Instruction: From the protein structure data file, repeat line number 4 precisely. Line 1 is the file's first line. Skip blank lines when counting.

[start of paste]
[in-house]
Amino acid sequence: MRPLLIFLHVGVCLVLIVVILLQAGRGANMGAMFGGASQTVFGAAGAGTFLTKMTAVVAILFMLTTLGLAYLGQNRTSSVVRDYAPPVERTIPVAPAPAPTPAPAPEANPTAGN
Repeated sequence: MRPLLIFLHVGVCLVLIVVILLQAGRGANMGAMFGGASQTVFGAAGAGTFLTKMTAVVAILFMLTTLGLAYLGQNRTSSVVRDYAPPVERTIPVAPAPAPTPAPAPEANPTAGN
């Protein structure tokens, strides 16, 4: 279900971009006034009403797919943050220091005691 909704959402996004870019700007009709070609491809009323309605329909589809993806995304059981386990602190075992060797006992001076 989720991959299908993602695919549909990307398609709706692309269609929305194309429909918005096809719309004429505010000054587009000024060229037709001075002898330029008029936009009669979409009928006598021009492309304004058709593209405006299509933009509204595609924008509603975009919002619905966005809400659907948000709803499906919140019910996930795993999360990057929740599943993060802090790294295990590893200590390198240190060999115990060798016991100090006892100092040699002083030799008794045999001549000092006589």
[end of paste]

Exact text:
């Protein structure tokens, strides 16, 4: 279900971009006034009403797919943050220091005691 909704959402996004870019700007009709070609491809009323309605329909589809993806995304059981386990602190075992060797006992001076 989720991959299908993602695919549909990307398609709706692309269609929305194309429909918005096809719309004429505010000054587009000024060229037709001075002898330029008029936009009669979409009928006598021009492309304004058709593209405006299509933009509204595609924008509603975009919002619905966005809400659907948000709803499906919140019910996930795993999360990057929740599943993060802090790294295990590893200590390198240190060999115990060798016991100090006892100092040699002083030799008794045999001549000092006589």